Don’t Fall for These 4 Mistakes When Prototyping a New Product

Prototyping is an essential component of the design process. It allows you to test your ideas, watch them in action, and gain feedback—all so improvements can be implemented in later versions of the design for optimum quality and function.

But, all too often, the purpose of the prototyping phase is lost in translation, and developers lose time, money, and steam by having to backtrack through development, or worse: start over from scratch.

Luckily these mistakes can be easily avoided by following a few standard protocols that can save serious dollars and headache down the line.

Spending Too Much Time on the Prototype

Prototypes are meant to be imperfect learning tools used for feedback and guidance as you modify and perfect your idea. A common pitfall, particularly with new designers, is getting swept up in perfecting the prototype, sometimes for fear that a flawed prototype will discourage support.

The truth is quite the opposite. Designers who dedicate too much time and too many resources during the prototype phase are more likely to be frustrated by feedback or suggested changes, and less willing to make modifications. This, more than anything, is likely to alienate supporters and discourage you from moving forward with design.  

Not Understanding Regulatory Requirements

Every industry houses a significant amount of specific regulations that regulate product performance, purpose, and safety. Due diligence in identifying these regulations during the development phase can save designers countless hours of redesign.

To avoid this costly mistake, designers should review and plan around the regulatory standards early on, and follow up with a certified testing laboratory.

Waiting to Involve Suppliers

Not only is your goal to meet specific performance requirements, but you are also aiming to meet cost goals. Much of manufacturing costs are dependent upon decisions made early in the design development process. While it’s admirable that you’d want to wait to expose your product to suppliers in its best form, waiting until you have a finished product can prove to be costly. Your production supply chain is likely to give product feedback that will enhance overall quality and spark design change. Waiting until development is complete will send you right back to the drawing board should your production supply chain have feedback or suggested areas of improvement.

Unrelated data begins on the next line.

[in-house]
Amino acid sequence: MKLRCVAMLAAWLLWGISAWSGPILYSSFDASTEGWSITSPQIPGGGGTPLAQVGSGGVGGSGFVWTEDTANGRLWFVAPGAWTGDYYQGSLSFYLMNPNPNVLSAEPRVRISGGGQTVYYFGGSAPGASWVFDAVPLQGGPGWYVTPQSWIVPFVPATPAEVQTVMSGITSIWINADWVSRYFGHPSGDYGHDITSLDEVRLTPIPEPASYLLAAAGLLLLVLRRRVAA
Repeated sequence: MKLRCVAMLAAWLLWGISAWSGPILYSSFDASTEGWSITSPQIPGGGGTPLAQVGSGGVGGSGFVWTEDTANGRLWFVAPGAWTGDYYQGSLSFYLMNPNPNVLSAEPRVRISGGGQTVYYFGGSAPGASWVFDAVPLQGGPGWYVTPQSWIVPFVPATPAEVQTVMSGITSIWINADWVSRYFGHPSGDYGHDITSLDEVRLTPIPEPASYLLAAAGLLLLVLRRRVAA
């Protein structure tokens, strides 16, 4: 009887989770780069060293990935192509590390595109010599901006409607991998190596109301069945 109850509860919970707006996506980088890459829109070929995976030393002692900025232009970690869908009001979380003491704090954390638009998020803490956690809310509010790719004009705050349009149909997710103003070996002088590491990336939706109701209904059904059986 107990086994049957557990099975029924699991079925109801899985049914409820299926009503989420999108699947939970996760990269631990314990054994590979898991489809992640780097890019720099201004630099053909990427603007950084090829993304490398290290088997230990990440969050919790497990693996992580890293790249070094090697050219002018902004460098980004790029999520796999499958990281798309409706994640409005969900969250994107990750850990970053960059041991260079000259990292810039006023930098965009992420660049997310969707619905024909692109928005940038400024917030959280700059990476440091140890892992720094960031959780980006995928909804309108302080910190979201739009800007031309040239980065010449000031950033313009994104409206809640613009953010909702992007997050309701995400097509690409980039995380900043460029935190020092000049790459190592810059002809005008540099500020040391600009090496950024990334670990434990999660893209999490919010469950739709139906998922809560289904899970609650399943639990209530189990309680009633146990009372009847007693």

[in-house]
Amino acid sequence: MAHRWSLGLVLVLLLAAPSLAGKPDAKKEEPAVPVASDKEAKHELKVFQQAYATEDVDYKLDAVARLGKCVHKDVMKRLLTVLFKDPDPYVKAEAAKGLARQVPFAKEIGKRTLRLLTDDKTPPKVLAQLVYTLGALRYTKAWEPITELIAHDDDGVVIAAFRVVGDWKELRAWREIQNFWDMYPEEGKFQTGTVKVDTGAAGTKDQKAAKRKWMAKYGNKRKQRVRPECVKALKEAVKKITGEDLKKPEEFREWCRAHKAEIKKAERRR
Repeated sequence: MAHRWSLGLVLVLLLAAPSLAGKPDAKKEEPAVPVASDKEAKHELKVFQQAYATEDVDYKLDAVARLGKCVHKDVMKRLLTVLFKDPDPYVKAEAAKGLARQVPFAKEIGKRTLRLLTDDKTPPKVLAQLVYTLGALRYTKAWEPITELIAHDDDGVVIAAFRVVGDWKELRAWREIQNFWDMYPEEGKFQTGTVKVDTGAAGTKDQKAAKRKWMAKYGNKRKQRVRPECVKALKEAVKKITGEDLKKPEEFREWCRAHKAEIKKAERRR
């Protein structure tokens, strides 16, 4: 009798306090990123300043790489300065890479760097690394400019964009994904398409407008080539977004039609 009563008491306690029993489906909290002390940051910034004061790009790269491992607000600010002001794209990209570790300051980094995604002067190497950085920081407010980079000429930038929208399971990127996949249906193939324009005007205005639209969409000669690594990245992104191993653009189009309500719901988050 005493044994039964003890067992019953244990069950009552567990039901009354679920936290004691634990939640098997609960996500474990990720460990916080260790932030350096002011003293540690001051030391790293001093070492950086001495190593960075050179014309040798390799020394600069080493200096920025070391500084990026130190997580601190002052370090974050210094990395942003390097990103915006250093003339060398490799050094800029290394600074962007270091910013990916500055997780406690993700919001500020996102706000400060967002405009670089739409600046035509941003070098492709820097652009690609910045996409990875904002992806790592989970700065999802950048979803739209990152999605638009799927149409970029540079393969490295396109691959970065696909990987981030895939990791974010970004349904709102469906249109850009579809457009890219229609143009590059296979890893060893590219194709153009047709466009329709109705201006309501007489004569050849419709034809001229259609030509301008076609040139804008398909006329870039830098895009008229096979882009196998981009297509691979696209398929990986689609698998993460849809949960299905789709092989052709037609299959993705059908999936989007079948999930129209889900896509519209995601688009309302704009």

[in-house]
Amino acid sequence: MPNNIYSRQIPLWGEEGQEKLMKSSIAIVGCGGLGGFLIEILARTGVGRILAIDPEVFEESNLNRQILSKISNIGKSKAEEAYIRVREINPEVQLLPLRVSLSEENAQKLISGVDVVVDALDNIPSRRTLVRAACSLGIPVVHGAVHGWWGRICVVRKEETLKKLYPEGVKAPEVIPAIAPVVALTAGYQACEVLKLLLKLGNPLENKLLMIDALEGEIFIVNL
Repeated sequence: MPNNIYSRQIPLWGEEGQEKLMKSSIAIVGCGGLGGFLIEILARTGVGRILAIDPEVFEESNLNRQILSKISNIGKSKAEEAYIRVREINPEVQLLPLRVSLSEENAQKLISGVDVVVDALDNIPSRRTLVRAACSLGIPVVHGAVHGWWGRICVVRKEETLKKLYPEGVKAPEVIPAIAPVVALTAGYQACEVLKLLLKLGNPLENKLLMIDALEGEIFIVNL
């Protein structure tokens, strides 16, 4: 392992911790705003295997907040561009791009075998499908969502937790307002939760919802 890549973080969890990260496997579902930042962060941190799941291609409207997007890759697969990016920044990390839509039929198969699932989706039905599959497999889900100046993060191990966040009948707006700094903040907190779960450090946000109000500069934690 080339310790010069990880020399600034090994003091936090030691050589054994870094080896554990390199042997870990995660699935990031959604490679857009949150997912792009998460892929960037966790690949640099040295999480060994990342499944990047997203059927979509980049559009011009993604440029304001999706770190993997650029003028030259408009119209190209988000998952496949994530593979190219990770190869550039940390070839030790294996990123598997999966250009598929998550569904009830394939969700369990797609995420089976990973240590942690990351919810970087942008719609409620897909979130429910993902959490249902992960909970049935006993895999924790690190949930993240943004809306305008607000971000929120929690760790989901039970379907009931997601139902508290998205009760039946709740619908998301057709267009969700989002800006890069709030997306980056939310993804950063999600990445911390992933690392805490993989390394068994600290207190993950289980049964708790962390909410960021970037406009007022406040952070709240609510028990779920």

Not Incorporating Feedback

Get the prototype into the hands of users, then listen to their feedback and incorporate it into future iterations. Of course your expertise and research has made you a subject matter expert on your design, but user feedback gives you insight into your product that you wouldn’t be able to see otherwise. These are the people who will be using your product, and their input is a valuable resource into how well your final product will be received come launch time.

Have Questions About Your Intellectual Property?

Product development is arduous and complex. BRADFORD, LTD is committed to protecting your ideas through every phase of development, from design to launch. Combining industry knowledge and legal expertise, BRADFORD, LTD is pleased to offer its services to the technology and healthcare communities. Contact us at 303.325.5467 today.

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BRADFORD, LTD

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